DSEI JAPAN NEWS: Trade Show Kicks Off as U.S., China Military Leaders Exchange Provocations
Photo: Defense Dept.
MAKUHARI, Japan — A bevy of retired and active duty military leaders from Japan and its Western Allies gathered at the inaugural DSEI Japan conference Nov. 18 to discuss ways to counter so-called bad actors in the region.
Underscoring the regional tensions currently plaguing the Indo-Pacific, Chinese and U.S. officials at a gathering of defense officials in Bangkok, Thailand, traded barbs the same day, according to news reports. China’s Defense Minister Wei Fenghe told the United States to “to stop flexing muscles in the South China Sea.” His remarks came a day after U.S. Defense Secretary Mark Esper accused China of “increasingly resorting to intimidation and coercion to reach its strategic objectives,” according to Reuters.
“Our region is becoming more competitive and contested,” Australia’s Ambassador to Japan Richard Court said at the DSEI Japan conference in Makuhari, Japan. The Asia-Pacific region is becoming the global center of gravity and it is “shaping much of the destiny of the world,” he added.
Participants at the gathering — which is being billed as Japan’s first multi-domain defense conference — called for better cooperation in military technology development between nations such as the United States, Japan, South Korea and Australia to counter regional rivals like North Korea, China and Russia.
“The stark fact is that we are living in the most significant period of geo-strategic transition in our region since the second World War,” Court said.
Japan, the United States and Australia need better interoperability between its forces, he said. Australia will be sending a defense industry trade delegation to Tokyo later in the week. Court called for Japan and Australia to re-energize its technology partnerships.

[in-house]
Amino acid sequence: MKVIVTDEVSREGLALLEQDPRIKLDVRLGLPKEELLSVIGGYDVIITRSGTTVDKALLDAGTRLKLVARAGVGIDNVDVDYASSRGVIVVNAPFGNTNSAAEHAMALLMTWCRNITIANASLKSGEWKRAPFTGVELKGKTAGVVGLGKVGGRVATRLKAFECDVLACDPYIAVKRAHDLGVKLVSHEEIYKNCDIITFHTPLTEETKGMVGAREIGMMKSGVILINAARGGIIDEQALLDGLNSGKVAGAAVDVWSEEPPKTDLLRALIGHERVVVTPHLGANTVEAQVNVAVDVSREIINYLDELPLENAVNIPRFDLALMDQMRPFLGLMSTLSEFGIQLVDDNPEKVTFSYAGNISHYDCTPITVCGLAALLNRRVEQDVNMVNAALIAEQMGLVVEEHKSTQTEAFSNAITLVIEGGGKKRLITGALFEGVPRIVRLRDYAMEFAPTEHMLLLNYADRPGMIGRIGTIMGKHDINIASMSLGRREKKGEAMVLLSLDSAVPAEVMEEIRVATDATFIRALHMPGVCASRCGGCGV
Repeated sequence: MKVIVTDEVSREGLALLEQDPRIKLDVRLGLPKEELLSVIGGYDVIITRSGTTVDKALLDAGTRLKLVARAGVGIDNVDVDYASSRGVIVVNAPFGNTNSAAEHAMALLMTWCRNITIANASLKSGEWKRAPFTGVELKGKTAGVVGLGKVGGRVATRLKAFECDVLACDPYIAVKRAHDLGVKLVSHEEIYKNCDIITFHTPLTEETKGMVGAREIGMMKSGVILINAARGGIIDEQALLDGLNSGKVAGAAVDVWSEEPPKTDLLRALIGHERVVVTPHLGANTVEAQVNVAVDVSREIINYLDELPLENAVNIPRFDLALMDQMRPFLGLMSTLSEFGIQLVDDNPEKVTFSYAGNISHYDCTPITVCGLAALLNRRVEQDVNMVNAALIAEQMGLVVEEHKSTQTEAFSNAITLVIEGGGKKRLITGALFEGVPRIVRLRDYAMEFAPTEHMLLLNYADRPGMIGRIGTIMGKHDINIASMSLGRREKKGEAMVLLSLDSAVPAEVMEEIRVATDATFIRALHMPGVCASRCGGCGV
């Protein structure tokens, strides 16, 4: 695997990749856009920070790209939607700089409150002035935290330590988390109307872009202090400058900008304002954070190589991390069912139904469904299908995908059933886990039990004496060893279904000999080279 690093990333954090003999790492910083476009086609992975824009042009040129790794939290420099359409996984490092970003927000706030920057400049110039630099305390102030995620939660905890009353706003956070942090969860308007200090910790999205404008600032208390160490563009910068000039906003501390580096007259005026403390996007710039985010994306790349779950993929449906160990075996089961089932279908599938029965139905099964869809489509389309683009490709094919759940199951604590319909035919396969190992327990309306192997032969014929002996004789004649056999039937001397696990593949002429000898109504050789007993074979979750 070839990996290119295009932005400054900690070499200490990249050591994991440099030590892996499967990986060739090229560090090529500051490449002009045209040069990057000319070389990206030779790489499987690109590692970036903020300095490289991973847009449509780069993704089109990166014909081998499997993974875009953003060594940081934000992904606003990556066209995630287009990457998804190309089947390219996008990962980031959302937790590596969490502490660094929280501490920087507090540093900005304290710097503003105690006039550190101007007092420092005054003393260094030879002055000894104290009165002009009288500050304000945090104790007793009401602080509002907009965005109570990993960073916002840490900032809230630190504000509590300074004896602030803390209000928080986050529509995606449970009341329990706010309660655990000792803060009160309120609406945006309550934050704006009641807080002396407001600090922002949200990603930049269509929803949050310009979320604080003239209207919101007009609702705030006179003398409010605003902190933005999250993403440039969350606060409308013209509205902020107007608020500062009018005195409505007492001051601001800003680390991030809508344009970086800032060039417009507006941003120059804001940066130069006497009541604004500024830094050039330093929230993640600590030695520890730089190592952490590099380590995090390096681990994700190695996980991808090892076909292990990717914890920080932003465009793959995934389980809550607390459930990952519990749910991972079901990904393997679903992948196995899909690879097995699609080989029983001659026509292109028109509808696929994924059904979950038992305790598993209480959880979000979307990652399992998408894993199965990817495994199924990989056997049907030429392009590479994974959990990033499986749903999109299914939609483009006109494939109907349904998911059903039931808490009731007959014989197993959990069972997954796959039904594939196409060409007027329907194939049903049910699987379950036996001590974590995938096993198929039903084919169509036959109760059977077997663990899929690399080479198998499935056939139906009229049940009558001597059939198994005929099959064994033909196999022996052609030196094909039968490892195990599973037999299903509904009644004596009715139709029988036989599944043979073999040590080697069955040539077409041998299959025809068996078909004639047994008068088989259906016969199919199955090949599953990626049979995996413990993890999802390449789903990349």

All three nations have recently published strategies that have identified space, cyberspace and the electromagnetic spectrum as emerging threats.
Retired U.S. Air Force Lt. Gen. Jerry Martinez, former commander of U.S. Forces Japan, said of the four nations the National Security Strategy identified as potential foes — Russia, China, Iran and North Korea — three of them are Japan’s immediate neighbors.
And it’s more than just geography. All three nations have undergone rapid change over the past decade. North Korea’s change in leadership resulted in a more aggressive nation with rapidly advancing technology. China’s island building in the South China Sea has resulted in them placing the equivalent of “eight Guams” in the Pacific and “that should scare us,” Martinez said.
And “Russia is doing a tremendous amount in the Pacific and we can’t take our eyes off them,” Martinez said.
Gen Nakatani, a member of Japan’s House of Representatives and the former minister of defense, said, “Russia will be happy to take advantage of any fissures in the alliance” between the United States, South Korea and Japan.
Martinez said, “We cannot for one minute lapse or take a break in worrying about the defense of [Japan].” Interoperability between all the forces that support Japan is crucial, and that is accomplished by exercising and training together, he added.
“We also need equipment that speaks to each other. It does us no good that we have five different types of weapon systems and none of those systems can talk to each other,” he said.
Meanwhile, China’s defense expenditures and rapid modernization of its forces is alarming, Nakatani said. Japan and its allies need to expand its efforts to cope with a rising China by further cooperation between its defense industries.
However, Japan and South Korea are currently undergoing a diplomatic feud. Cooperation isn’t in the cards as tensions between the two nations rise.
Martinez said “there clearly is a history” between the two nations which has caused issues in the past. "The United States wants to do everything it can to bridge the gap between those differences," he added.
Nevertheless, the Indo-Pacific allies must keep up with the rapid change in technology. That’s expensive, he conceded. “We have to buy the right technology that will match the technology of our counterparts that we are worrying about in this region,” he added.
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